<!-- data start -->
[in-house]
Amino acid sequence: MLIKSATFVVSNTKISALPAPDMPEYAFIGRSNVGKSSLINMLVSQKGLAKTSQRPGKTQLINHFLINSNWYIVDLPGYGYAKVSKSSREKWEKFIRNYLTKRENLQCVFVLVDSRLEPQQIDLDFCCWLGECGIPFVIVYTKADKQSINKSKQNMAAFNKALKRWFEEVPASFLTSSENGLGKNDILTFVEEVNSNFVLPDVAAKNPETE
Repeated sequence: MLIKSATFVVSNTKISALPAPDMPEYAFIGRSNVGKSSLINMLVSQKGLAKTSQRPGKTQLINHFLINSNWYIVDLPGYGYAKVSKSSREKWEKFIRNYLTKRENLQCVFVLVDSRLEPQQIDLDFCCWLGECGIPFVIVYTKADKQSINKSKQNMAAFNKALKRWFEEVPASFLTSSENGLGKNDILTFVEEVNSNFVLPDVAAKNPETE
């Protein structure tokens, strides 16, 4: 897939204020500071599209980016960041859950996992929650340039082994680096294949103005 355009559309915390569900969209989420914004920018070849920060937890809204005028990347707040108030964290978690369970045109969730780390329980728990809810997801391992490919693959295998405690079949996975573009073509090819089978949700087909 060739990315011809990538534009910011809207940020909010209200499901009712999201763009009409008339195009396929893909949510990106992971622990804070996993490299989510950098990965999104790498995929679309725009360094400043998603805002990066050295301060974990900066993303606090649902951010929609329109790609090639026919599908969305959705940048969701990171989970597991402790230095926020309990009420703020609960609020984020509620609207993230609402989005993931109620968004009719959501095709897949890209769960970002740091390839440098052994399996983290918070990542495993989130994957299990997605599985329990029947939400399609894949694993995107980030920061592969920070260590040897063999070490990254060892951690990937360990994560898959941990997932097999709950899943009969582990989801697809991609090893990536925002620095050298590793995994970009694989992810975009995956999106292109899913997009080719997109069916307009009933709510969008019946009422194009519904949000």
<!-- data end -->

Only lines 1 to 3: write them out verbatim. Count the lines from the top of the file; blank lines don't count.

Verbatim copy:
[in-house]
Amino acid sequence: MLIKSATFVVSNTKISALPAPDMPEYAFIGRSNVGKSSLINMLVSQKGLAKTSQRPGKTQLINHFLINSNWYIVDLPGYGYAKVSKSSREKWEKFIRNYLTKRENLQCVFVLVDSRLEPQQIDLDFCCWLGECGIPFVIVYTKADKQSINKSKQNMAAFNKALKRWFEEVPASFLTSSENGLGKNDILTFVEEVNSNFVLPDVAAKNPETE
Repeated sequence: MLIKSATFVVSNTKISALPAPDMPEYAFIGRSNVGKSSLINMLVSQKGLAKTSQRPGKTQLINHFLINSNWYIVDLPGYGYAKVSKSSREKWEKFIRNYLTKRENLQCVFVLVDSRLEPQQIDLDFCCWLGECGIPFVIVYTKADKQSINKSKQNMAAFNKALKRWFEEVPASFLTSSENGLGKNDILTFVEEVNSNFVLPDVAAKNPETE